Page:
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Ancient Romans Had Less Gum Disease Than We Do

A recent study of 303 ancient Roman skulls has uncovered a 5% rate of periodontitis (moderate to severe gum disease)—significantly lower than the British rate of 15 to 30%, and never mind the U.S. rate of 38.5%. Ancient Romans didn’t brush, floss, drink fluoridated water, or go to the dentist. So what gives?

Well, to begin with, let’s not sell ancient Roman dental hygiene short. Ancient Romans may not have had Invisalign and Crest Whitening Strips, but they did have access to chewing sticks, toothpicks, rags, mouthwash, and even toothpaste (urine being a primary ingredient, as the ammonia therein could be used to whiten teeth).

Ancient Roman spoons and toothpicks. Photo: © 2010 Linda Spashett. Licensed under Creative Commons Attribution 3.0 Unported License.

Ancient Roman spoons and toothpicks. Photo: © 2010 Linda Spashett. Licensed under Creative Commons Attribution 3.0 Unported License.

And ancient Romans had another advantage: no access to tobacco. As the study’s co-author points out:

Theya Molleson … from the Natural History Museum said: “This study shows a major deterioration in oral health between Roman times and modern England. By underlining the probable role of smoking, especially in determining the susceptibility to progressive periodontitis in modern populations, there is a real sign that the disease can be avoided. As smoking declines in the population we should see a decline in the prevalence of the disease.”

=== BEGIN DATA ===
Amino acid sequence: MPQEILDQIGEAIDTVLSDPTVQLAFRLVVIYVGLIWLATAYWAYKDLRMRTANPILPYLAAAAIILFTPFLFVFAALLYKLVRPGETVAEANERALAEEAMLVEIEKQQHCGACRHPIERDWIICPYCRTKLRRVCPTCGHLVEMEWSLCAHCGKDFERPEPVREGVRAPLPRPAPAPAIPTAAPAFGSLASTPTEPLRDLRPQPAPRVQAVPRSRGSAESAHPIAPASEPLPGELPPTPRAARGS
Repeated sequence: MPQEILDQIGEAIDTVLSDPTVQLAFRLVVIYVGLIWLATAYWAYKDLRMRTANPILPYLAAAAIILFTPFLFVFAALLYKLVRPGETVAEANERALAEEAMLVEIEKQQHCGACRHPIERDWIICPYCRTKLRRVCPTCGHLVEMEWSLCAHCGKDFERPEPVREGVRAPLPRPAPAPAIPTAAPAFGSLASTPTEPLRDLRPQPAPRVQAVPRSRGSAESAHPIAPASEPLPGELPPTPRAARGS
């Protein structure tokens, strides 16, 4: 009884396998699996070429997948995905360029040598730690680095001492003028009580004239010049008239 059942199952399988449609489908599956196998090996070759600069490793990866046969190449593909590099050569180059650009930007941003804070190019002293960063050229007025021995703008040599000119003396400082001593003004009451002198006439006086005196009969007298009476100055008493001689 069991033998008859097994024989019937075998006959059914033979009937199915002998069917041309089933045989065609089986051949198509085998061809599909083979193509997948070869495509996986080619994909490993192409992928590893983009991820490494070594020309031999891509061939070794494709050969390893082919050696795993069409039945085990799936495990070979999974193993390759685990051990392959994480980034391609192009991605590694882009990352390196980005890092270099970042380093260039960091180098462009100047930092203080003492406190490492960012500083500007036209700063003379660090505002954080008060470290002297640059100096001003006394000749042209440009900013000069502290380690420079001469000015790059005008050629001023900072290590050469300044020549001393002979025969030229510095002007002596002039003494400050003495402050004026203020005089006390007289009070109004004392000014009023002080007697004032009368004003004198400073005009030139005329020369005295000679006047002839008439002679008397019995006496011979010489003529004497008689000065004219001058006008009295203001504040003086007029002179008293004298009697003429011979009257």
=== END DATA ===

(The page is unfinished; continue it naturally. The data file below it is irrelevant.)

This makes sense, because smoking is undeniably a huge risk factor for periodontitis. And it might also help explain why prehistoric humans also had pretty impressive choppers relative to ours, all things considered, despite not benefitting from ancient Roman dental care habits.

But it’s not all bad news for contemporary teeth. While most reports of the British study highlight the claim that ancient Romans “had better teeth” than contemporary Britons, that’s not entirely true—ancient Roman teeth were crooked and had significantly more wear and tear (as you might expect), and they were also more prone to abscesses, which were far more likely to prove fatal in the pre-antibiotics era. All told, I’m betting the owners of those 303 skulls would have much rather had the gum disease.

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Tom Head is an author or coauthor of 29 nonfiction books, columnist, scriptwriter, research paralegal, occasional hellraiser, and proud Jackson native. His book Possessions and Exorcisms (Fact or Fiction?) covers the recent demand for exorcists over the past 30 years and demonic possession.
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